Consider now the Gettysburg address[8] in light of the above consideration of Dickinson’s poem.  Lincoln and Dickinson, inhabiting the same cultural moment, drew upon the same pool of available cultural discourse to produce their respective texts.[9]  Allen Grossman makes this point in greater detail, but also, unfortunately, a bit more opaquely, in an essay comparing the language used by Lincoln and that used by Walt Whitman:


Insofar as the actuality of both policy and poetry require sentences a [person] can speak, the material upon which poetry works and the material upon which policy works are identical because of the ubiquity of language, and present the same resistances.  The reasons that one cannot make just any poem, or just any policy, good are the same.  An entailment of any style a person speaks is the structure of a social world that can receive it—a political formation and its kind of conscious life.[10]

In other words, a poem, or the articulation of policy, must make use of language that already exists (no matter how much an artist, say, may subvert or distort it) in the social world to which the poem or articulation of policy is addressed.  This seems to be a relatively simple truth, especially when it is formulated less abstrusely than Grossman’s construction, and is of particular interest—as Grossman seems to say in his essay—when both poet and policymaker are addressing the same issue.  And so, whereas Dickinson threw a jaundiced eye on the wartime discourse of her cultural moment in order to distort and invert it and use it against itself—in order to argue against war—Lincoln marshaled it with rhetorical sincerity (or, if one likes, the rhetoric of sincerity) to further the cause of his war.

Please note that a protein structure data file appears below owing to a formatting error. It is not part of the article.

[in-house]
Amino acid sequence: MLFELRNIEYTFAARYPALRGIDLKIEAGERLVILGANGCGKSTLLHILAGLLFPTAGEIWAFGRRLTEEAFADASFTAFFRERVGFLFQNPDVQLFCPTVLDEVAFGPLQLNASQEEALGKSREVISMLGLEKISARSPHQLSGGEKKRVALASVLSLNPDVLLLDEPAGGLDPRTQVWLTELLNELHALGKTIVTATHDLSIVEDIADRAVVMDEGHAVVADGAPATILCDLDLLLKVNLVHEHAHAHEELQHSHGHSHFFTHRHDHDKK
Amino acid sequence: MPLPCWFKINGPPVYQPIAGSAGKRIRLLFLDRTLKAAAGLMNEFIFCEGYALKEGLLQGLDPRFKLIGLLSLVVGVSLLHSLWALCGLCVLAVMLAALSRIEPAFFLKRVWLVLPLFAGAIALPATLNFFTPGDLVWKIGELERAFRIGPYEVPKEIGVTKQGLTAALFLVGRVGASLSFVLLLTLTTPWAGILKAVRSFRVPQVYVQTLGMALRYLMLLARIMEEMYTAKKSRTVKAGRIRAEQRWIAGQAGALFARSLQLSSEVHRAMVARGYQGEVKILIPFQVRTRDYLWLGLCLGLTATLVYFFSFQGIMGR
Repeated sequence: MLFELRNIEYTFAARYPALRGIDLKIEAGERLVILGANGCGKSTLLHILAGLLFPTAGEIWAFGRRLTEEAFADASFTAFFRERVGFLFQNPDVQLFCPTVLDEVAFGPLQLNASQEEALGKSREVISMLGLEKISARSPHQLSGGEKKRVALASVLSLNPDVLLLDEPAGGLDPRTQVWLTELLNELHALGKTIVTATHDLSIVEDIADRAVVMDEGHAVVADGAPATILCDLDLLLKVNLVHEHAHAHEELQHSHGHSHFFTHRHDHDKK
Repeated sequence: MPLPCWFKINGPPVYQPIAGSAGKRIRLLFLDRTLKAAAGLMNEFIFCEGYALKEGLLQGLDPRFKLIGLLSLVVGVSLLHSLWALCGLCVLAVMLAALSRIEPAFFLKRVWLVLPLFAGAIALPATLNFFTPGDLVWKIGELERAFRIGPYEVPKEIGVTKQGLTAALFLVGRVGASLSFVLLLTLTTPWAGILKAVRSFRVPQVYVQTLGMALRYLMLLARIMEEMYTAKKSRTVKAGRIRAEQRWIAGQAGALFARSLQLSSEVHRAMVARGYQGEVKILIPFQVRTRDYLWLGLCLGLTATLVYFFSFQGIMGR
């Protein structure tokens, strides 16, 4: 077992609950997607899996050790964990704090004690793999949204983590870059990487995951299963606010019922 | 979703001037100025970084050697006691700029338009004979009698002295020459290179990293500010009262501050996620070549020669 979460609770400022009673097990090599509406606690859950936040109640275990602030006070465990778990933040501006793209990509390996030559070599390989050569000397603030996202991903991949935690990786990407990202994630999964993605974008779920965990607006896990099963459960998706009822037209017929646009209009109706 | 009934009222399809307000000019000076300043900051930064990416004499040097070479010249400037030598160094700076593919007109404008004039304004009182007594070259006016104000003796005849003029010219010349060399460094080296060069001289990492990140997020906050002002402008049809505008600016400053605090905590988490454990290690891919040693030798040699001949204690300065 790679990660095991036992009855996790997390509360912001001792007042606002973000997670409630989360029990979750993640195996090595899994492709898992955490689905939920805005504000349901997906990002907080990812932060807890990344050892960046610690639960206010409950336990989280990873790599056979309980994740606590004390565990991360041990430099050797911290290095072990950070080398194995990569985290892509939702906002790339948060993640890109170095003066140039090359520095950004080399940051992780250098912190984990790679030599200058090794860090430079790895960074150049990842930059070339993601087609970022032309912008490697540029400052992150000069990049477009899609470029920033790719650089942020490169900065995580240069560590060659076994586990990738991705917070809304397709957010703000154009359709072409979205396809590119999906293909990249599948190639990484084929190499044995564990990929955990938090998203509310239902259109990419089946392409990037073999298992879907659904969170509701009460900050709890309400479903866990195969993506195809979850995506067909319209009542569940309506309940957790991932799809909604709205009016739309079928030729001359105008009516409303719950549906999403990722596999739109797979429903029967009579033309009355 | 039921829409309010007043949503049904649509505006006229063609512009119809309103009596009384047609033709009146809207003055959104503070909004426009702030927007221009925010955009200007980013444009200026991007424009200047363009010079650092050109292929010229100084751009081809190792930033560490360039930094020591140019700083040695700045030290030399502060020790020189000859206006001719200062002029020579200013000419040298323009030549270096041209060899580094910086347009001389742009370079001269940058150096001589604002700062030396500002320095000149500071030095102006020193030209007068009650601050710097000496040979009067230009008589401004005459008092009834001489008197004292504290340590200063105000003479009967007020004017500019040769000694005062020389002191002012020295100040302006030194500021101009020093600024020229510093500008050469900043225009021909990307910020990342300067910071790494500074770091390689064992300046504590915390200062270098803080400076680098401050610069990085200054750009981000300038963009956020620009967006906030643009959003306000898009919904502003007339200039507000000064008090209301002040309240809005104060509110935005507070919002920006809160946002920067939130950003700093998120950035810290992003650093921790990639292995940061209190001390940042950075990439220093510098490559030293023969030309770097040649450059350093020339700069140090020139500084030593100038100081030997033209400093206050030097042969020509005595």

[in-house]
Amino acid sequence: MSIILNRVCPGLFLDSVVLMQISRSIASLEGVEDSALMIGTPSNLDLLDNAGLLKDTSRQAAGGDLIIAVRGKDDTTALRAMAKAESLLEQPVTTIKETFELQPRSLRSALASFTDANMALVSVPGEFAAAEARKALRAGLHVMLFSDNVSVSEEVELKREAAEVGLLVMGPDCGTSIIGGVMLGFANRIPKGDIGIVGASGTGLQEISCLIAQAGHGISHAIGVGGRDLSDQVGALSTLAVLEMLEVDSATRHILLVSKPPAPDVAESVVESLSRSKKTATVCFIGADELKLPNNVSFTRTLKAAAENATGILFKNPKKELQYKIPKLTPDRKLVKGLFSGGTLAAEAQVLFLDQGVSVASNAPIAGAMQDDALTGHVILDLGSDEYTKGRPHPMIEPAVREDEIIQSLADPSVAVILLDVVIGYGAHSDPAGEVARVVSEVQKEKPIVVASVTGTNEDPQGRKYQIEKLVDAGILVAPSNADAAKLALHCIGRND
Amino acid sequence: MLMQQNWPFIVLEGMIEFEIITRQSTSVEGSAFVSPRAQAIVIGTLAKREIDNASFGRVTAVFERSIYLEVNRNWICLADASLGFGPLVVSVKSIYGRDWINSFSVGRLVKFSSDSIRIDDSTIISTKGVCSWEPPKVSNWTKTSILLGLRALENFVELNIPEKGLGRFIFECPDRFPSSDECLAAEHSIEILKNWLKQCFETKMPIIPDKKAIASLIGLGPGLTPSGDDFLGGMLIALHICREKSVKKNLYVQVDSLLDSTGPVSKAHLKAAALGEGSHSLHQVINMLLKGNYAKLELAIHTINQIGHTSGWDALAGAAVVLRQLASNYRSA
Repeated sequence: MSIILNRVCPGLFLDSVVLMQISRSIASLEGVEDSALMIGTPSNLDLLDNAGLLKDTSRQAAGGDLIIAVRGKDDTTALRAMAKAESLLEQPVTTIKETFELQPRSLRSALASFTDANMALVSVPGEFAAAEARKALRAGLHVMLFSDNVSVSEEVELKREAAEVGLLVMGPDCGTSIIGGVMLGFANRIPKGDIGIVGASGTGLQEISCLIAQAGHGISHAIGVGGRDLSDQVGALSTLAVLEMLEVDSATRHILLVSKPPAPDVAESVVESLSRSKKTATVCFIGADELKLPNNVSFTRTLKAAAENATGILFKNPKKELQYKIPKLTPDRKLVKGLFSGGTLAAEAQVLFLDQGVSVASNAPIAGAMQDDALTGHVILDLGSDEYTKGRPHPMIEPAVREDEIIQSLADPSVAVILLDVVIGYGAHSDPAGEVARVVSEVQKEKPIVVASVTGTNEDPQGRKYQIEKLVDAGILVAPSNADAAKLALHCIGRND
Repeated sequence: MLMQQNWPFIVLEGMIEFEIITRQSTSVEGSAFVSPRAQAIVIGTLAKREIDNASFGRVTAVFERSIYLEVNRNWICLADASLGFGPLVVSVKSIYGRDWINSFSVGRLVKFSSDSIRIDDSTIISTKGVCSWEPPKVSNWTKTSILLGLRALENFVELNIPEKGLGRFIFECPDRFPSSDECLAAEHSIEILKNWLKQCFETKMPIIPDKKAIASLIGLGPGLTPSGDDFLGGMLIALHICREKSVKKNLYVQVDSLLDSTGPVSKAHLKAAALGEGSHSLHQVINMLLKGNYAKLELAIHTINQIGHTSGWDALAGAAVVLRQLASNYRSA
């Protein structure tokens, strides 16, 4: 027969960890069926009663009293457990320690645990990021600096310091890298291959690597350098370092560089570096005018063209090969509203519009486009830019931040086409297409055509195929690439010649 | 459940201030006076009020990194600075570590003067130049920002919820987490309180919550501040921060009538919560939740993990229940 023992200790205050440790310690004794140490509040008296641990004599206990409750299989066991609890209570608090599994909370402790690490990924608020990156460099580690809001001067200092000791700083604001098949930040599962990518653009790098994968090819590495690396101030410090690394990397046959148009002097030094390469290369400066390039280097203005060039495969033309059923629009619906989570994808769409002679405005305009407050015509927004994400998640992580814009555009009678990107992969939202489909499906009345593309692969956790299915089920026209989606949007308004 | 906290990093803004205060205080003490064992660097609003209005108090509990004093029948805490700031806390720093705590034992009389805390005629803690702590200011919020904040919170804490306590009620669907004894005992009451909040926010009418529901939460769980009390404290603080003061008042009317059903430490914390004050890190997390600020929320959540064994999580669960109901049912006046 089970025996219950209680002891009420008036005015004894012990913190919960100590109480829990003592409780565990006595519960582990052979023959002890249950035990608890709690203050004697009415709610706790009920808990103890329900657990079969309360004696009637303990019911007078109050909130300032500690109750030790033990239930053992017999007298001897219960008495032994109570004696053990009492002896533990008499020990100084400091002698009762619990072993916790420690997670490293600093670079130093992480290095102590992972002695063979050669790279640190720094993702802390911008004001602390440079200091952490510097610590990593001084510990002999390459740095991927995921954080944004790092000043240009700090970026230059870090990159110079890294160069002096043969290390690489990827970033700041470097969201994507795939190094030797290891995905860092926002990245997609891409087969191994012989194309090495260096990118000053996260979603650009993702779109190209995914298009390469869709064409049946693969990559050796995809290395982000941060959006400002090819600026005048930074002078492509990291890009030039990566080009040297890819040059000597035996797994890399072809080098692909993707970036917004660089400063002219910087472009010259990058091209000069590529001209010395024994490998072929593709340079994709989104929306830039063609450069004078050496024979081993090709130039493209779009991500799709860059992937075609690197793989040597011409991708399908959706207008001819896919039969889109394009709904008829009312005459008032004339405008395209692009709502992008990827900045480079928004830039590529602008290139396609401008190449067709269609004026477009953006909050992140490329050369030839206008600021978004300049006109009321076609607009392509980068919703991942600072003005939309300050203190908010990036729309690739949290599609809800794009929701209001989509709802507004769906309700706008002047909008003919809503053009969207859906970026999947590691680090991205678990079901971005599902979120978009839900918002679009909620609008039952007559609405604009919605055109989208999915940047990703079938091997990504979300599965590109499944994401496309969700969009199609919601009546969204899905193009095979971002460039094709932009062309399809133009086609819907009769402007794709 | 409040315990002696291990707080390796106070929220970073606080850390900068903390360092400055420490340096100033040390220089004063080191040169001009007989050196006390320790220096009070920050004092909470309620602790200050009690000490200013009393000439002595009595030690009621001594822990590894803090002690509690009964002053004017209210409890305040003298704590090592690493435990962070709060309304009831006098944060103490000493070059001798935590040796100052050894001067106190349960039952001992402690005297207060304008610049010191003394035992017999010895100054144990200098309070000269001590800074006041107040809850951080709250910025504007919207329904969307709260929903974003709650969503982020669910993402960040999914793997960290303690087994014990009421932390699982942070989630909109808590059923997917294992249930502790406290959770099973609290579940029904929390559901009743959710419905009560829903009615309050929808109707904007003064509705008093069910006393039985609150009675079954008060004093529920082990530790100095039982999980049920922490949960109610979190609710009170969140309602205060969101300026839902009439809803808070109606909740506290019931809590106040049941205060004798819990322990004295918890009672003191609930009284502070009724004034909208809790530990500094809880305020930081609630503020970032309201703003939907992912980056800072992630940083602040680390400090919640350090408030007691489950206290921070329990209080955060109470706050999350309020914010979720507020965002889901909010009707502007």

Four score and seven years ago our fathers brought forth on this continent, a new nation, conceived in Liberty, and dedicated to the proposition that all men are created equal.

Now we are engaged in a great civil war, testing whether that nation, or any nation so conceived and so dedicated, can long endure.  We are met on a great battle-field of that war.  We have come to dedicate a portion of that field, as a final resting place for those who here gave their lives, that that nation might live.  It is altogether fitting and proper that we should do this.